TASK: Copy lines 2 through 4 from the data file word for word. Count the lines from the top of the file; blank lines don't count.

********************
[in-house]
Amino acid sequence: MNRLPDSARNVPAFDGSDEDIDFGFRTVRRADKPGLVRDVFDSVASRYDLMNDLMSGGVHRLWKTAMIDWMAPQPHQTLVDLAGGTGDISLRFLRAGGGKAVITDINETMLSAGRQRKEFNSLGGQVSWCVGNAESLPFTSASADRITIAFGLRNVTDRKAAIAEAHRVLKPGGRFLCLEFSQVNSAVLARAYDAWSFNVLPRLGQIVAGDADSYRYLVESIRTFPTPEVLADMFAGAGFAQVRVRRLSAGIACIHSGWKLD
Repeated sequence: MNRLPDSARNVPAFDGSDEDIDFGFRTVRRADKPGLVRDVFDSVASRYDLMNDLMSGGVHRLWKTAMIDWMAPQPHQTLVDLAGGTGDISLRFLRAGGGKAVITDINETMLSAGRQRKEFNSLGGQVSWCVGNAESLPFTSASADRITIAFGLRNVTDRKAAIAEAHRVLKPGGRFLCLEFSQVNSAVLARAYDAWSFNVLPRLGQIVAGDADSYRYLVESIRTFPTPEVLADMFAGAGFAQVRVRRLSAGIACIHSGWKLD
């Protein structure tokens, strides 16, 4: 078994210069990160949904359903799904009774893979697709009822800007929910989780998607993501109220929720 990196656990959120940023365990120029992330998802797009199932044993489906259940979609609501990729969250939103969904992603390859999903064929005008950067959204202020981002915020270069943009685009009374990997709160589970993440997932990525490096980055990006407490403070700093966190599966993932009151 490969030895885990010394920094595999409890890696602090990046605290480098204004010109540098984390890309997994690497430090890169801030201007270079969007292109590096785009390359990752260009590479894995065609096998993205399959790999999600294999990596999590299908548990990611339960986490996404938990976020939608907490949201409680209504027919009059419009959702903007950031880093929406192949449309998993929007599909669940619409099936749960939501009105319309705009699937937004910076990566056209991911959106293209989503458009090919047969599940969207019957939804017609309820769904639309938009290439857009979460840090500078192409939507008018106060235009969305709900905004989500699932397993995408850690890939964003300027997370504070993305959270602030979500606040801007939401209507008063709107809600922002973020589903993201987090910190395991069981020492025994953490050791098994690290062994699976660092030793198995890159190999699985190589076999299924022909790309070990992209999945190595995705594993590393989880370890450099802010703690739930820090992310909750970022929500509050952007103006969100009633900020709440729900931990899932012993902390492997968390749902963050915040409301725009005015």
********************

Amino acid sequence: MNRLPDSARNVPAFDGSDEDIDFGFRTVRRADKPGLVRDVFDSVASRYDLMNDLMSGGVHRLWKTAMIDWMAPQPHQTLVDLAGGTGDISLRFLRAGGGKAVITDINETMLSAGRQRKEFNSLGGQVSWCVGNAESLPFTSASADRITIAFGLRNVTDRKAAIAEAHRVLKPGGRFLCLEFSQVNSAVLARAYDAWSFNVLPRLGQIVAGDADSYRYLVESIRTFPTPEVLADMFAGAGFAQVRVRRLSAGIACIHSGWKLD
Repeated sequence: MNRLPDSARNVPAFDGSDEDIDFGFRTVRRADKPGLVRDVFDSVASRYDLMNDLMSGGVHRLWKTAMIDWMAPQPHQTLVDLAGGTGDISLRFLRAGGGKAVITDINETMLSAGRQRKEFNSLGGQVSWCVGNAESLPFTSASADRITIAFGLRNVTDRKAAIAEAHRVLKPGGRFLCLEFSQVNSAVLARAYDAWSFNVLPRLGQIVAGDADSYRYLVESIRTFPTPEVLADMFAGAGFAQVRVRRLSAGIACIHSGWKLD
């Protein structure tokens, strides 16, 4: 078994210069990160949904359903799904009774893979697709009822800007929910989780998607993501109220929720 990196656990959120940023365990120029992330998802797009199932044993489906259940979609609501990729969250939103969904992603390859999903064929005008950067959204202020981002915020270069943009685009009374990997709160589970993440997932990525490096980055990006407490403070700093966190599966993932009151 490969030895885990010394920094595999409890890696602090990046605290480098204004010109540098984390890309997994690497430090890169801030201007270079969007292109590096785009390359990752260009590479894995065609096998993205399959790999999600294999990596999590299908548990990611339960986490996404938990976020939608907490949201409680209504027919009059419009959702903007950031880093929406192949449309998993929007599909669940619409099936749960939501009105319309705009699937937004910076990566056209991911959106293209989503458009090919047969599940969207019957939804017609309820769904639309938009290439857009979460840090500078192409939507008018106060235009969305709900905004989500699932397993995408850690890939964003300027997370504070993305959270602030979500606040801007939401209507008063709107809600922002973020589903993201987090910190395991069981020492025994953490050791098994690290062994699976660092030793198995890159190999699985190589076999299924022909790309070990992209999945190595995705594993590393989880370890450099802010703690739930820090992310909750970022929500509050952007103006969100009633900020709440729900931990899932012993902390492997968390749902963050915040409301725009005015």